SRJC reaffirms rights for transgender students

SRJC reaffirms rights for transgender students

Simon Isaksson, Co-News Editor

The overhaul of U.S. immigration policy was not the only thing on President Donald Trump’s to-do list last week. On Feb. 22, Trump revoked federal guidelines protecting the rights of transgender students to use bathrooms corresponding to their chosen gender identity.

The rolled-back guidelines were put in place under President Barack Obama and instructed school districts and colleges receiving federal funding to include transgender students in Title IX, a federal law prohibiting sex discrimination in education. Instead, Trump shifts the burden of the law’s interpretation to states and districts.

After the decision, protests sparked all across the country, as it opened up the possibility that states or individual school districts can enact discriminatory policies against transgender students.

Sarah Whylly, who teaches philosophy, humanities and religion at Santa Rosa Junior College, sent an e-mail to all SRJC staff Feb. 22 asking the community to reassure students that Trump’s new guidelines will not affect the SRJC campus.

“Our transgender students are likely to have a great deal of anxiety over this and we should act to reassure them as best we can,” Whylly said in her e-mail. “SRJC can and should commit as a body to protecting those rights in an uninterrupted fashion and assure our transgender students that nothing on our campus will change for them.”

SRJC president Dr. Frank Chong reaffirmed that SRJC will continue to maintain gender-neutral bathrooms in an interview with the Oak Leaf Feb. 23.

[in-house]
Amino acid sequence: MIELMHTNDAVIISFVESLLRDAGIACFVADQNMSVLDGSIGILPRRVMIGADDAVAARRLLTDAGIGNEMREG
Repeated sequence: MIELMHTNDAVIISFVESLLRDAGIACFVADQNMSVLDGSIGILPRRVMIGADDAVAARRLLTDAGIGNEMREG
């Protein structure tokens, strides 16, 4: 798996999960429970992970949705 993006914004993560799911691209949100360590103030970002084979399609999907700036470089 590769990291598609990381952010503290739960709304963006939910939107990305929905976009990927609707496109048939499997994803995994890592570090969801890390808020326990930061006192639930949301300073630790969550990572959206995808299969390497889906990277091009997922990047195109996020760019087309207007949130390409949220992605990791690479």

“Our local response is that we are going to support our transgender community,” he said.

Chong also e-mailed a statement to the entire college community reasserting his commitment to increase the number of any-gender bathrooms as new buildings will be built on campus or existing facilities get renovated.

“I continue to take pride in the culture of inclusion and respect we embrace at SRJC,” Chong said.

In response to Trump’s decision, local activists and community members will march outside Santa Rosa City Hall March 18 in support of transgender students and youth. Everyone is welcome, said organizer and transgender activist Shelby Munsch, who prefers to go by a first name.

“The LGBT++ struggle has always done better with sheer numbers. It’s part of the reason for putting sexual identity with gender identity,” Shelby said. “If we can have five times the numbers because we’re not working in groups, we’re that much stronger and capable of creating change.”

Shelby, a former SRJC student, is deeply concerned that the new policy leaves transgender students around the country even more vulnerable. Transgender and other non-gender conforming people in the United States attempt suicide at nearly ten times the rate of the overall population, according to a 2014 survey by the Williams Institute at UCLA.

“This policy will literally be the death of some people,” Shelby said.